Re: [Discuss-sudbury-model] sudbury/summerhill

From: candy <highland_at_ruralnet.org>
Date: Thu Feb 27 16:31:00 2003

Hi Alan and Scott,
With the International Democratic Conference in Albany some months
ahead, it occurs to me that we will be dealing with issues of democratic
philosophy as well as practical applications. As democratic schools we
are allowed to operate (and on rare occasions) are supported by the
society around us. In most countries of the world, children's rights
are extremely limited - for the most part children are treated as
"chattel". We can "give" children rights in our schools only to the
extent that the surrounding society will tolerate. As you once pointed
out, Alan, "giving" rights means you can also take them away. So we
write constitutions and lawbooks stating that our schools will act as if
children are equal. Our attorney pointed out long ago that should
problems arise either with the state or private interests, the adults of
the school would be the ones held responsible - regardless of who was
the Chairperson of the General Meeting or who made up the majority of
the school. We have experienced the limitations imposed by the state
more than once. As Sudbury Valley School had to make a rule keeping
children under 8 on campus - a violation of the previous open campus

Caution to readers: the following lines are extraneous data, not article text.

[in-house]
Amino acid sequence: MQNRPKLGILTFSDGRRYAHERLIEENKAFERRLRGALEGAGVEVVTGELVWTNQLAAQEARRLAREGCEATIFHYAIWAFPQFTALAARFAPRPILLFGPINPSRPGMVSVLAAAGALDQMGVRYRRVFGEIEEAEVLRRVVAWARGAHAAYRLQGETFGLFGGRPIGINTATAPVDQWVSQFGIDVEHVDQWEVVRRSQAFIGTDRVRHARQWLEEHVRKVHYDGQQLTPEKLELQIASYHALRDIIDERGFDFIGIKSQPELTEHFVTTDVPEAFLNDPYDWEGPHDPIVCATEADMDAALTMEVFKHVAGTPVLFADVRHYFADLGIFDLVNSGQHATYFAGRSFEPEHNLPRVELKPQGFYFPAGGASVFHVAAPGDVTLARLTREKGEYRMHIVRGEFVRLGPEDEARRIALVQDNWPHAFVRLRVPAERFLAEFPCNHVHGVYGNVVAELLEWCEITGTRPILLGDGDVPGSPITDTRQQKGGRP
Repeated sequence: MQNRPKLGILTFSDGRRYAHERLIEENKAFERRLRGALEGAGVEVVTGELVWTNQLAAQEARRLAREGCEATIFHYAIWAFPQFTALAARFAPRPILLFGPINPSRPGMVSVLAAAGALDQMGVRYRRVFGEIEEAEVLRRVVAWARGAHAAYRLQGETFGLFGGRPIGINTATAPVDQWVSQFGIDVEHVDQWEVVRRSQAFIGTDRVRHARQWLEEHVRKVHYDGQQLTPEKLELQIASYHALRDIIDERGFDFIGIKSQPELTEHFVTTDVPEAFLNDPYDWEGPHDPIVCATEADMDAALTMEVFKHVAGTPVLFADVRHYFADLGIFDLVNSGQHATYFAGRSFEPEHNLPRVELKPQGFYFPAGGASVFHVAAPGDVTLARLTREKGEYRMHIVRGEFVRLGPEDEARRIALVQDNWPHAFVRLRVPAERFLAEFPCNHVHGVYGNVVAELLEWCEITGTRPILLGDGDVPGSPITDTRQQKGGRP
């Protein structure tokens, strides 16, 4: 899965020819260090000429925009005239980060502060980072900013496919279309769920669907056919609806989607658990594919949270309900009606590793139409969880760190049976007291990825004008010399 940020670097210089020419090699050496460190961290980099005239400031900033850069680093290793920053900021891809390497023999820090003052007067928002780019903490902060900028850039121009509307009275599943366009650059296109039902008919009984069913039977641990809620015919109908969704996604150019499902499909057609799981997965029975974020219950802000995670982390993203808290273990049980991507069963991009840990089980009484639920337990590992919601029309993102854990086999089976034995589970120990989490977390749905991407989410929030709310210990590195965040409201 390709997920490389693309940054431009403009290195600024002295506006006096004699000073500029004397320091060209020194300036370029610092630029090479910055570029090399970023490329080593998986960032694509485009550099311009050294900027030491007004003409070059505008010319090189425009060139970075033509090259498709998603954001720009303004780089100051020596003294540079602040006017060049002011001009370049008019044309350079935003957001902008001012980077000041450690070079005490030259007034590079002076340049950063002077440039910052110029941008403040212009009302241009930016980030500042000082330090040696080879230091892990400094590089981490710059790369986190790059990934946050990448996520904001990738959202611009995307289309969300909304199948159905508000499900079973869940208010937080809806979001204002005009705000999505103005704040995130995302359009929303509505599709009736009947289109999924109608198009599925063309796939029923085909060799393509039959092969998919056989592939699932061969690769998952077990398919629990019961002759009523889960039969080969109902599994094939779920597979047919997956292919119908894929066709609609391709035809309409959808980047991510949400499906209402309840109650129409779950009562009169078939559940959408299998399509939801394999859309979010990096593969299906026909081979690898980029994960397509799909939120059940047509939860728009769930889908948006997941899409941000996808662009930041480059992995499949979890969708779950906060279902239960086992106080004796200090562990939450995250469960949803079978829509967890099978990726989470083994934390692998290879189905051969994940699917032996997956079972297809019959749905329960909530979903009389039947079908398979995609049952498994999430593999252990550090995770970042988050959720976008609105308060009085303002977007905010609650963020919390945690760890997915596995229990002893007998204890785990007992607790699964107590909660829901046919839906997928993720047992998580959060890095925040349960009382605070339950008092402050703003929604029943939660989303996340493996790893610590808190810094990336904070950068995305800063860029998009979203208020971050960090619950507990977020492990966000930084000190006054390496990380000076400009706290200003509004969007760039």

policy - in order to satisfy the state authorities in MA, so too did we
at Highland have to choose between supervision by our county
superintendent and yearly standardized testing for the state. The
process we used was democratic, much discussion and decision by majority
vote, however the state held (and still does hold) the ultimate power to
allow us to operate. I think that when we make distinctions between
ourselves and other schools from around the world, we need to decide
which battles are worth fighting. We need a strong coalition if we are
going to make a dent in current social attitudes about education. Candy
Landvoigt

Alan Klein wrote:

>I don't disagree with anything Scott says here. I would say however, Scott,
>that you had the advantage of reading Summerhill AFTER you had been a part
>of SVS. For most of us old-timers, Summerhill was a glimpse into a new
>possibility and provided us with lots of guidance and vision as we forged
>our own philosophies.
>
>~Alan
>
>----- Original Message -----
>From: "Scott David Gray" <sgray_at_sudval.org>
>
>> When I was 14, I read Summerhill, and I was stunned
>>(and frankly disappointed) by how undemocratic Summerhill
>>seemed to be in Neill's _own_ words. <snip>
>>
>
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Received on Thu Feb 27 2003 - 16:30:27 EST

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